SnowBrains Forecast: Significant Snow For Wyoming, Montana This Week

Clay Malott | | WeatherWeather
10:1 snow accumulation by Wednesday night.

A powerful trough this week will bring stormy conditions and significant snow accumulation to both the mountain and plain regions of Montana and Wyoming. Totals should be between 12 and 15 inches for the upper elevations of the area.

The cold front leading the first storm passed through the Pacific Northwest overnight and is now making its way into the Intermountain West. Associated moisture with this storm is already dropping snow in Idaho, Wyoming, and Montana as it slowly moves East. Below is modeled composite reflectivity, which depicts current precipitation and its strength.

Credit: WeatherBell. Model credit: NOAA

The vertical forcing of the cold front churning out solid snowfall rates across central and Eastern Idaho and the Yellowstone area of Montana and Yellowstone. Below is a 24-hour precipitation chart of current totals across the region:

24h precip. Credit: NWS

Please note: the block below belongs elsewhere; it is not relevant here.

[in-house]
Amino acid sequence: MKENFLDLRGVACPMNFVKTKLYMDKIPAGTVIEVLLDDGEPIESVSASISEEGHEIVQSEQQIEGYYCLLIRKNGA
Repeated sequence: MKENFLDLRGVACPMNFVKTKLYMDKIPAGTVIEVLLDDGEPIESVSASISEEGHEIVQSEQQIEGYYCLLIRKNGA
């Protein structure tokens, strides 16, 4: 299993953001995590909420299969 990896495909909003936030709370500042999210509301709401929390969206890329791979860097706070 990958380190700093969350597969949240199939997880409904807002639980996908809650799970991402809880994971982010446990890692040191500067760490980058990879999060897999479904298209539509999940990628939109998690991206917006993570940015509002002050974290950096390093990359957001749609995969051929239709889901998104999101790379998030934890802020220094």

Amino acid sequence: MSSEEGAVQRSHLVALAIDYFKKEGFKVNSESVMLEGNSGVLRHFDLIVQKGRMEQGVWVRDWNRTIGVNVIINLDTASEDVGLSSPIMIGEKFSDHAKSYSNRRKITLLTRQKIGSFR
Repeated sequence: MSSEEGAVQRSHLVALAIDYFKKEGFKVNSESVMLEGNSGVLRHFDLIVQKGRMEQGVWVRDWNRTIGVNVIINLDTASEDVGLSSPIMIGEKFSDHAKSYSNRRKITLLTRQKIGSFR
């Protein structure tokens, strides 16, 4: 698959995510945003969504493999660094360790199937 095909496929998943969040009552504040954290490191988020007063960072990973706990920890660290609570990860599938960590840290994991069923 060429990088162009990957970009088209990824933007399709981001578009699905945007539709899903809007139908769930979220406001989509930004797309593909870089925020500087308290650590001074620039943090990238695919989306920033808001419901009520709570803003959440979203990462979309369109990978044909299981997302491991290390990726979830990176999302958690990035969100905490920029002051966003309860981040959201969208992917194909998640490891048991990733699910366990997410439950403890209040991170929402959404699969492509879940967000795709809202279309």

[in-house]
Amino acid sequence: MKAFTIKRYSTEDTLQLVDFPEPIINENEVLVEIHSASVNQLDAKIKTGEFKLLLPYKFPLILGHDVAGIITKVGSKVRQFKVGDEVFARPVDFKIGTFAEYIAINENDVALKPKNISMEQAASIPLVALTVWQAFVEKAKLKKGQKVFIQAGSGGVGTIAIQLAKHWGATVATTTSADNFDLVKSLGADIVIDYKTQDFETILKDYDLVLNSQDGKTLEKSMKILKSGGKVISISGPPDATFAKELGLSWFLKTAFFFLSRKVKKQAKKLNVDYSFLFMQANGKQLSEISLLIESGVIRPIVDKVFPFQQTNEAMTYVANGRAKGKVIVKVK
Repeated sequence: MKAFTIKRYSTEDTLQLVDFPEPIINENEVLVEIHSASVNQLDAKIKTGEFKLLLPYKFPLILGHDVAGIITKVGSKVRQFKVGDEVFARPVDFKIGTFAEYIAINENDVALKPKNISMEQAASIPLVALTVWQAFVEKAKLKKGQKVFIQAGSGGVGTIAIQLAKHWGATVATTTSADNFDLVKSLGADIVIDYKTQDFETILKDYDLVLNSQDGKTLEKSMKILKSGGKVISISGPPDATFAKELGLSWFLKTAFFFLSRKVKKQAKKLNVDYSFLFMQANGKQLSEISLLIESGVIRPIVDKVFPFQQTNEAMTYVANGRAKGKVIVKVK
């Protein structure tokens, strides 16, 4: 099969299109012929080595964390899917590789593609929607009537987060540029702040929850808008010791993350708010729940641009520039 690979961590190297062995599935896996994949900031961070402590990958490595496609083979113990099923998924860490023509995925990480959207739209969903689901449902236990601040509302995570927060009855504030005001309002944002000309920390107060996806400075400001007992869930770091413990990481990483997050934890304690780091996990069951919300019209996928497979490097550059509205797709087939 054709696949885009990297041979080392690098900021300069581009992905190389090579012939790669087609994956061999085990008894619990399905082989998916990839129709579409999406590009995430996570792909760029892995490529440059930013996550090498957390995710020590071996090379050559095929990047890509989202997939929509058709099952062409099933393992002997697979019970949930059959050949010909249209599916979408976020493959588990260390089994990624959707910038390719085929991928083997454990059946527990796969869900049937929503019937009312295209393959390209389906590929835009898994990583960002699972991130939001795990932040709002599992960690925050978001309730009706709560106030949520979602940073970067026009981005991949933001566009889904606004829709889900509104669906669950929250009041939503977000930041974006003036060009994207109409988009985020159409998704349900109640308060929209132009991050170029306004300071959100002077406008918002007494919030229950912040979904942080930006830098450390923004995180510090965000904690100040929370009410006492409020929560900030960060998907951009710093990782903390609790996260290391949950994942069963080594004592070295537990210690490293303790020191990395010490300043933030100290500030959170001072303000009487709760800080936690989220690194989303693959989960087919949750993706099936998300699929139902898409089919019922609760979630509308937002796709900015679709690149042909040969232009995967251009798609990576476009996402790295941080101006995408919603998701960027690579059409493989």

The front is forecasted to continue to creep farther east, bringing higher and higher totals to Montana and Wyoming. By Wednesday evening, totals in the upper elevations of the Big Horn and Wind River Ranges of Wyoming should be up to 12-15″ with localized potential for 40″ or more on the highest peaks of the region. The trough is digging further south than areas like Glacier National Park, so the highest totals will be further south in the mountains near the Montana-Wyoming border.

10:1 snow accumulation by Wednesday night. Credit: WeatherBell

Below, you can see the comma-looking shape that the rotation of the frontal boundary will form heading into Wednesday, which displays why totals will be higher in central Wyoming than in western Wyoming. Upward motion is strongest in that region of the storm since that is where the “conveyor belt” of warm air spirals in and violently collides with the colder air mass behind the cold front, so impressive snow totals can be churned out of that region of the storm even without the presence of mountains. In this case, the vertical forcing elements of this storm will be more powerful than the orographic elements (air being forced up and over mountains, cooling, and producing snow).

Due to the shape of the storm, the plains of central Wyoming will see fairly deep accumulations, perhaps as much as 20″ by Wednesday night. 

Fingers crossed for lots of snow as we head into the start of ski season!

Simulated infrared satellite imagery showing the convective core of the storm. Model credit: ECMWF

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